I delivered 11 vehicles in my first month as a salesperson. But as the months wore on, I did not sustain that success rate; eight in my second month and six in my third. This downhill cycle had to stop; consistency was not part of my selling strategy. I had to start getting consistent with my sales process too become consistent with my monthly sales.
I knew I had great potential to become one of the best in the dealership, but I was closing fewer and fewer deals, until one day when I realized that all-important mantra: If you do not ask, you will not receive.
Asking for the sale can be a tricky thing. If you inquire too early, the customer may feel you are rushing to the finish. If you don’t ask at all, you could lose a sale entirely, because the right prompt wasn’t offered.
If you are confident you have asked and answered all the right questions, offered a demonstration drive and sold the customer on the benefits of your dealership, you have earned the right to ask for the sale.
Once you are back in your office, you have to put the customer in a controlled environment and make them comfortable. Most customers are nervous and uneasy at this stage of the selling process.
Never forget how you felt when you bought your first car. The emotional intensity level of the customer is at its highest and how you proceed will determine if you sell the vehicle.
If you have done everything possible, follow this guide to asking for the sale:
Tell the Customer: “Before we go any further, I just want to make sure we have the right vehicle for you?”
Get a verbal confirmation. Start the vehicle selection process again if they say no.
Ask: “I have a few questions to ask you…So, you enjoyed the ride and features of the new vehicle?”
This is done again for clarification. If yes, proceed to Step three. If no, you will have back track to the vehicle selection process again. This means they are not sure about purchasing this vehicle and may need to see another one or two before they can proceed.
Ask: “Do you have any other questions about the dealership or about the vehicle?”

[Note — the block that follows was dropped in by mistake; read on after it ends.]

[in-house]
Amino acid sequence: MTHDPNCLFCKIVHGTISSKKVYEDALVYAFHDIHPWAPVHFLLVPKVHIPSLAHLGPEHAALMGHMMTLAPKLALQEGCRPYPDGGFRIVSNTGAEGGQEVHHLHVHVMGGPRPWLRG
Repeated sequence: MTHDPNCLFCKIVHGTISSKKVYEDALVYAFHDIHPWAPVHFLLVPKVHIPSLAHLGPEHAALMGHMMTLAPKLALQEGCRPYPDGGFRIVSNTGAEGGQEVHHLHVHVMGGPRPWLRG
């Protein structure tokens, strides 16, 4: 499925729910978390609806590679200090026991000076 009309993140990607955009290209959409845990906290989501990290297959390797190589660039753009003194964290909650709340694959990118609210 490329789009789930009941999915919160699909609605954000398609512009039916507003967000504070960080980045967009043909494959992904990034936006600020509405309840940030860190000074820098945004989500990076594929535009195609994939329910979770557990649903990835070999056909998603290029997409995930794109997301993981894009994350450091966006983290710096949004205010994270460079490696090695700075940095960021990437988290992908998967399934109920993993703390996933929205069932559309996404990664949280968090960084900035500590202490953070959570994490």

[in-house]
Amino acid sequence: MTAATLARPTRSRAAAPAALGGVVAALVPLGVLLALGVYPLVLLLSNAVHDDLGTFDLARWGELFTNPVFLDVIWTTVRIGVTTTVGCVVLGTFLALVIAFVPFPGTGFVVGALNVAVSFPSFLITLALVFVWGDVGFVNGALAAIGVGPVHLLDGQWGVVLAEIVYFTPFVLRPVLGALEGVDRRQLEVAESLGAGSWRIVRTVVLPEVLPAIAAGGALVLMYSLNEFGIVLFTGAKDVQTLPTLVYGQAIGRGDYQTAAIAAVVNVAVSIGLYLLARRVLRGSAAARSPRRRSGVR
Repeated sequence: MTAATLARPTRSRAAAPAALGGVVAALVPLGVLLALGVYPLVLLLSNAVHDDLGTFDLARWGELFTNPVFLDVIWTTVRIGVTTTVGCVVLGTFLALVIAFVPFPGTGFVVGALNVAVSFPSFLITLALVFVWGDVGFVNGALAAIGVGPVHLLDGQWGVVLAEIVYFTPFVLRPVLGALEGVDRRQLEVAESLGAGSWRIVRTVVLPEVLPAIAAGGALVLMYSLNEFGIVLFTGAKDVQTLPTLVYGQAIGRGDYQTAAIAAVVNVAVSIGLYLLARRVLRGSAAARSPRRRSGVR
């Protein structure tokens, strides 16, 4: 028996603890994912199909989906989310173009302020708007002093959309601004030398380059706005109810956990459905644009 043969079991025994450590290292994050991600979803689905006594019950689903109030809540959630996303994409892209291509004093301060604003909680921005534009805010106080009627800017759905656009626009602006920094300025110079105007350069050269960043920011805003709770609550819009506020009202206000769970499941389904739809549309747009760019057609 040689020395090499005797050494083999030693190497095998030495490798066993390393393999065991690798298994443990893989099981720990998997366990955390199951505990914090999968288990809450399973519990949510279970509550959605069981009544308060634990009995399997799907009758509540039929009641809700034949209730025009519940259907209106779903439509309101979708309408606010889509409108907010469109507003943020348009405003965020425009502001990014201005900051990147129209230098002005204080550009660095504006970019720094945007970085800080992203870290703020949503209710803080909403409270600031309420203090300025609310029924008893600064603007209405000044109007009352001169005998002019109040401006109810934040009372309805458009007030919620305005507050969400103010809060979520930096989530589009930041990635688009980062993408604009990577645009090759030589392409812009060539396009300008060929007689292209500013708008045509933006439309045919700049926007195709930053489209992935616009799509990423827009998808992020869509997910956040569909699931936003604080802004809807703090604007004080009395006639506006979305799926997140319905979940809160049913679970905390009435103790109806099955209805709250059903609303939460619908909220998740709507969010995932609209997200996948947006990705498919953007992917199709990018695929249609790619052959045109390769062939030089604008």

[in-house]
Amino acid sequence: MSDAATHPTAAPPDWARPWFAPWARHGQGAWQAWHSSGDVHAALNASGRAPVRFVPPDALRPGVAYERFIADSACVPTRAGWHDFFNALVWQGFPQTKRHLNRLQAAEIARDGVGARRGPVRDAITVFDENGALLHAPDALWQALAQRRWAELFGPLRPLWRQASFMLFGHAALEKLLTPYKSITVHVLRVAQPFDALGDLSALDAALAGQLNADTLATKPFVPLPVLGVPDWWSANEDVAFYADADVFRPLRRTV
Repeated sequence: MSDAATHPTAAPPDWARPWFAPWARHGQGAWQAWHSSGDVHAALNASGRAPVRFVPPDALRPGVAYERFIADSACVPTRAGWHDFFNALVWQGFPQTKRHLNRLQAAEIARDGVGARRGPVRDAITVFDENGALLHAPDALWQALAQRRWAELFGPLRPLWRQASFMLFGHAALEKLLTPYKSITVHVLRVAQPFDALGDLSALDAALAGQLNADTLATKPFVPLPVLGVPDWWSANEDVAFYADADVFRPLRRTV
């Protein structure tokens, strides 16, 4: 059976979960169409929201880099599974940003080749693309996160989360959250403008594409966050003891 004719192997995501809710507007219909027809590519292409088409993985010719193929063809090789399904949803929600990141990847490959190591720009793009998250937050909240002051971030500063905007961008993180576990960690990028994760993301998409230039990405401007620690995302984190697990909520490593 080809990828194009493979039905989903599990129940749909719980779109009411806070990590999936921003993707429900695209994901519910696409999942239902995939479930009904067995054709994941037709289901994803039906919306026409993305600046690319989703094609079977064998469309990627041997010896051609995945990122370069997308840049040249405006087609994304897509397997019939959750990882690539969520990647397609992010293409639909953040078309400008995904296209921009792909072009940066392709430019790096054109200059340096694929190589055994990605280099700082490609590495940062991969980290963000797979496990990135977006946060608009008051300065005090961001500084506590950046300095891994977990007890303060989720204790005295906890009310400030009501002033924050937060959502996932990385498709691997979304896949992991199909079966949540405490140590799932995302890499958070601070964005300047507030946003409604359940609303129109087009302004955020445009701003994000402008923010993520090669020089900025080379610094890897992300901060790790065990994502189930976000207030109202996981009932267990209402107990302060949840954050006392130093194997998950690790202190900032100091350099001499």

If they do have concerns or questions, answer them.
Ask: “If there was anything preventing you from getting the vehicle today, what would it be?
The customer is going to give several conditions, including the price, trade (difference), monthly payments, interest rate and terms. If you are selling a used vehicle the conditions could be additional repairs they want done before agreeing on numbers.
Handle their response with Step five.
Ask: “So what you are suggesting to me Mr. Customer, is that, if the (e.g. price, payments, customers trade in, terms, or used vehicle repairs, etc.) is/are agreeable with you, you would like to get the new vehicle as soon as possible, is that correct?”
If everything is confirmed and clarified, pull out your worksheet and fill in the details on the vehicle they are interested in purchasing.
Now that you have a script on how to ask for the sale professionally, role play with one of the other sales people at the dealership or with someone at home. Have fun with it. Make it easy at first and as you get better, increase the difficulty level.
When it comes to asking for the sale you will find there are two areas you will need to learn quickly: First is that too much pressure will blow the sale; second is that not enough pressure will blow the sale.
If you don’t want to be the high pressured sales person people hate, you definitely don’t want to be the sales person everyone likes and never buys from. It’s a balancing act. Do your best to know when to push and when to back off. Never forget why the customer’s are in your dealership—they want a new car.
Darin George is the founder of the Automotive Sales College, est. 1996. For information on recruiting new sales staff and in dealership sales training, contact Darin by email at [email protected]. ASC company websites: www.visitasc.com and www.automotivesalescollege.net